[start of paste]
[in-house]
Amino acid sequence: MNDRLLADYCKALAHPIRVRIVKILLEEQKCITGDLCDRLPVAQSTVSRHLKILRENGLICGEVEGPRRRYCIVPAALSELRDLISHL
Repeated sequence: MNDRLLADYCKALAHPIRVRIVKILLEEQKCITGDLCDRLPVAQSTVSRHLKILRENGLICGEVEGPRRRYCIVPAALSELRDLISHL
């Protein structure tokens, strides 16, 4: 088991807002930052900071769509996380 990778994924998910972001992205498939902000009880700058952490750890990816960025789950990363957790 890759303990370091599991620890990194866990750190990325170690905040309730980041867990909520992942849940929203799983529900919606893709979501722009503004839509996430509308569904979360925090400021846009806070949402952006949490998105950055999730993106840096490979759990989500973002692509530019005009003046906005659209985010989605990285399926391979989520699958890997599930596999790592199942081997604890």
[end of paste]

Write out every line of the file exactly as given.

[in-house]
Amino acid sequence: MNDRLLADYCKALAHPIRVRIVKILLEEQKCITGDLCDRLPVAQSTVSRHLKILRENGLICGEVEGPRRRYCIVPAALSELRDLISHL
Repeated sequence: MNDRLLADYCKALAHPIRVRIVKILLEEQKCITGDLCDRLPVAQSTVSRHLKILRENGLICGEVEGPRRRYCIVPAALSELRDLISHL
């Protein structure tokens, strides 16, 4: 088991807002930052900071769509996380 990778994924998910972001992205498939902000009880700058952490750890990816960025789950990363957790 890759303990370091599991620890990194866990750190990325170690905040309730980041867990909520992942849940929203799983529900919606893709979501722009503004839509996430509308569904979360925090400021846009806070949402952006949490998105950055999730993106840096490979759990989500973002692509530019005009003046906005659209985010989605990285399926391979989520699958890997599930596999790592199942081997604890």